Getae, Vlachs, Roman emperor Trajan, Avars, Dacians
The territory that is now Romania first appeared in history as Dacia. Most of its inhabitants were originally from the region of Thrace, in Greece; they were called Getae by the Greeks, and later, by the Romans, they were known as Dacians. Between ad 101 and 106 Dacia was conquered by Roman emperor Trajan and incorporated into the Roman Empire as a province. Roman colonists were sent into Dacia, and Rome developed the region considerably, building roads, bridges, and a great wall that stretched from what is today the Black Sea port of Constanta across the region of Dobruja to the Danube River.
In the middle part of the 3rd century the Goths drove the Romans out of much of Dacia. In about 270 Roman Emperor Lucius Domitius Aurelian decided to withdraw the Roman legions and colonies to an area south of the Danube; some Roman civilians chose to stay, however. Under the influence of the Romans, the people of Dacia adopted the Latin language.
For the next thousand years, the Daco-Roman people were subjected to successive invasions by the Huns, Avars, Slavs, and Bulgars. Slavs brought Christianity to the region in the 4th century, and through intermarriage and assimilation, changed the ethnic balance in Romania. Its inhabitants developed into a distinct ethnic group, known as the Vlachs, a name designating Latin-speakers of the Balkan Peninsula. In the 9th century the Eastern Orthodox form of Christianity was introduced by the Bulgars.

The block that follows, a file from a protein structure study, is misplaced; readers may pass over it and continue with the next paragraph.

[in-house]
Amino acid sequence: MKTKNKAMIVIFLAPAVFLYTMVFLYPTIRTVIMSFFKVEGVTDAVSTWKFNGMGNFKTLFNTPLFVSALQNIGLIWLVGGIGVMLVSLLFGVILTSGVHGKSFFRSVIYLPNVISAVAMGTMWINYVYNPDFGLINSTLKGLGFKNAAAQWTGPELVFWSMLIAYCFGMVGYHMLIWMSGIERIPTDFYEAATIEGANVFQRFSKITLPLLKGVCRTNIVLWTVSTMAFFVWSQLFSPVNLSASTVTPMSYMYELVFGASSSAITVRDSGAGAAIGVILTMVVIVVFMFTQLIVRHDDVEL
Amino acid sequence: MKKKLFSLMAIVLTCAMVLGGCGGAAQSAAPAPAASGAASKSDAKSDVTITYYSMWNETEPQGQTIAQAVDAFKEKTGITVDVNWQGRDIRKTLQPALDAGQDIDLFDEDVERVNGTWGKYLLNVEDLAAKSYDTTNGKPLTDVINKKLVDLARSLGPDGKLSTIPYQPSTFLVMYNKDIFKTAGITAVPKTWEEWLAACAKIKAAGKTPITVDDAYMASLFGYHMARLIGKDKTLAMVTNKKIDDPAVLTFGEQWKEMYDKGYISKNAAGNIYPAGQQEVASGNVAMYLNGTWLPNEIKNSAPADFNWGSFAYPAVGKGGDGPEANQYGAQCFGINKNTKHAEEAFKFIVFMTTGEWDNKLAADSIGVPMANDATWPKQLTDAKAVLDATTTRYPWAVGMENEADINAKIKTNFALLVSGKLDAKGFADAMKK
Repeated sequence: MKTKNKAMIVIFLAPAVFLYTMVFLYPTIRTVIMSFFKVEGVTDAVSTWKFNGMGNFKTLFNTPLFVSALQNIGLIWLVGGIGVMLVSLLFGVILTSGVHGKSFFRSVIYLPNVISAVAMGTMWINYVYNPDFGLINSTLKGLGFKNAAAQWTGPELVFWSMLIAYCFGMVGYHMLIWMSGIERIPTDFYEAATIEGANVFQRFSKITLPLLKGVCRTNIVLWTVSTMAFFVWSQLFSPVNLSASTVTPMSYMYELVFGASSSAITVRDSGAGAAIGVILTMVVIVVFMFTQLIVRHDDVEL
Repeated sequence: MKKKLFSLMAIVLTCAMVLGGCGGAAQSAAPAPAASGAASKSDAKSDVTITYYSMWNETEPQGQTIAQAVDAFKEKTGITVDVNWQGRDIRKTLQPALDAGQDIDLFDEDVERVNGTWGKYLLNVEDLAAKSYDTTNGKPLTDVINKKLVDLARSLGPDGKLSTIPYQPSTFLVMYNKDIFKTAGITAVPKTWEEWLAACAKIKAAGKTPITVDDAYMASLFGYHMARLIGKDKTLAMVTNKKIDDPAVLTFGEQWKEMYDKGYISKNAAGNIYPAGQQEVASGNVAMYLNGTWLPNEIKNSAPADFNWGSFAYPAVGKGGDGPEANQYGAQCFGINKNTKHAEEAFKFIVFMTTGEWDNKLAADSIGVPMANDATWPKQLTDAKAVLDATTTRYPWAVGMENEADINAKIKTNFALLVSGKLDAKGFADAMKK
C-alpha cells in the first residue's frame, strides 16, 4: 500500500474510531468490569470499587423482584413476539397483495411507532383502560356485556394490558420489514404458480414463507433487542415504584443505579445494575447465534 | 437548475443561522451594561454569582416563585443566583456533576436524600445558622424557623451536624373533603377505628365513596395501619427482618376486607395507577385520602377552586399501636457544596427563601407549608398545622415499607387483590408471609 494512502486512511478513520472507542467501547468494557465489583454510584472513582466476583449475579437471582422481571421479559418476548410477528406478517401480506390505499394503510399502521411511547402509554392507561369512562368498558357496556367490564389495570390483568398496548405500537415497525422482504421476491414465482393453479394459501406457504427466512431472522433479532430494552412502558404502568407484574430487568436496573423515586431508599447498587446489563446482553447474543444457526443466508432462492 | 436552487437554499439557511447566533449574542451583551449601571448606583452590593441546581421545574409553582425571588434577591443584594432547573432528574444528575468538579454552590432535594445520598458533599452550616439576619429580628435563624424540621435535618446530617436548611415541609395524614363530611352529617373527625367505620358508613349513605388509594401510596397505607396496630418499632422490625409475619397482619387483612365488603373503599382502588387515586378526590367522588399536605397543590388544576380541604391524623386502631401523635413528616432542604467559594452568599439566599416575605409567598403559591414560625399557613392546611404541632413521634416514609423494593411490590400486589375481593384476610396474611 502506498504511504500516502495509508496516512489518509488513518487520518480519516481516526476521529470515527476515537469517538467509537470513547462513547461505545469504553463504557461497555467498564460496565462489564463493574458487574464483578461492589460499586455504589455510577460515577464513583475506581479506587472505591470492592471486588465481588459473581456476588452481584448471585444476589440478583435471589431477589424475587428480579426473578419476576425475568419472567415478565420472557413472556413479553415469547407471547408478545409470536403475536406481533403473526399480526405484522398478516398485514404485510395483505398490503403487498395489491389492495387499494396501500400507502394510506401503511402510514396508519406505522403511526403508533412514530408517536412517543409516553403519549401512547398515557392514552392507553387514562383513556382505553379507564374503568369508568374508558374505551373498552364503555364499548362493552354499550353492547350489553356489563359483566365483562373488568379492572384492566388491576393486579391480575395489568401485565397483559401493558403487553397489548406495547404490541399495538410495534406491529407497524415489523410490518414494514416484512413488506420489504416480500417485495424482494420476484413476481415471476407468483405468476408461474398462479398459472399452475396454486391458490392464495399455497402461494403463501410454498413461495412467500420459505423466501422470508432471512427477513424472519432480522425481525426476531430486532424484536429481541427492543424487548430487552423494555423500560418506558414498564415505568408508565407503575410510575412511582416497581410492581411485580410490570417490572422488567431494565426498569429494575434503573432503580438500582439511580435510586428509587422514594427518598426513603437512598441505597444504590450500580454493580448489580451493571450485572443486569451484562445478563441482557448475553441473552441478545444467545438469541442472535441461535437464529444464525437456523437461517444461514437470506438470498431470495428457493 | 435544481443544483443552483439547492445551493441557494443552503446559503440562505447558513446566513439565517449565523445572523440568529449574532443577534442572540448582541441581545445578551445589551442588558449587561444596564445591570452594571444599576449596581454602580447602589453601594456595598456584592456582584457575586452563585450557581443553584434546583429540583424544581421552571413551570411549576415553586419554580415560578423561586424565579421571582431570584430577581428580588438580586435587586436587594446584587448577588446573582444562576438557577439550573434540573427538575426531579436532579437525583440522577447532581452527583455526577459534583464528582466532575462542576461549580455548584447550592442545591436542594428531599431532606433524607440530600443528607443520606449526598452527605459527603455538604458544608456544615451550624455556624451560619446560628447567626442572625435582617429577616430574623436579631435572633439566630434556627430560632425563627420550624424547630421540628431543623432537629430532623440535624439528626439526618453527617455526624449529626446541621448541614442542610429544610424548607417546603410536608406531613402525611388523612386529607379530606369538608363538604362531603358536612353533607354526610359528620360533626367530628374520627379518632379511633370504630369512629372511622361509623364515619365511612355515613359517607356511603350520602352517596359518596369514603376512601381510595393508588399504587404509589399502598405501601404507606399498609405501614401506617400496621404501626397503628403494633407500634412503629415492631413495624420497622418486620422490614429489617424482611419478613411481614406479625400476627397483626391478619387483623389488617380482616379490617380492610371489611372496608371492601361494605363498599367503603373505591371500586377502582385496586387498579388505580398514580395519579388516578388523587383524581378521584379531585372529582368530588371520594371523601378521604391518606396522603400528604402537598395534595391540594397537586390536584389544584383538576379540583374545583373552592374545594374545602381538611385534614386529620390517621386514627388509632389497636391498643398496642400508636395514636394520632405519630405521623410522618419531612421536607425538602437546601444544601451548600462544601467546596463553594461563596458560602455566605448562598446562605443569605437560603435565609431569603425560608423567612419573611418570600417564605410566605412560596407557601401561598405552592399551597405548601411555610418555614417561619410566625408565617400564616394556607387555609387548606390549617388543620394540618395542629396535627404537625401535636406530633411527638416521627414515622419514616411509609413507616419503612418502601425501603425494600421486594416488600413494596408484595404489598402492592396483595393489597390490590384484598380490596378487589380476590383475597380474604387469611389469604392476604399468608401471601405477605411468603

In 1003 King Stephen I of Hungary established control over most of the region of Transylvania in what is now central and northwestern Romania. In the 13th century King Bela IV of Hungary brought Saxons and other Germanic tribes into Transylvania to strengthen Hungary’s position there. In the middle of the 13th century Hungarian expansion drove many Vlachs to settle south and east of the Carpathian Mountains. There they established the principality of Walachia, and later that of Moldavia. Each was ruled by a succession of voivodes (native princes), who were generally under the authority of either Hungary or Poland. Until the 19th century the history of Romania was that of the separate principalities of Walachia and Moldavia.
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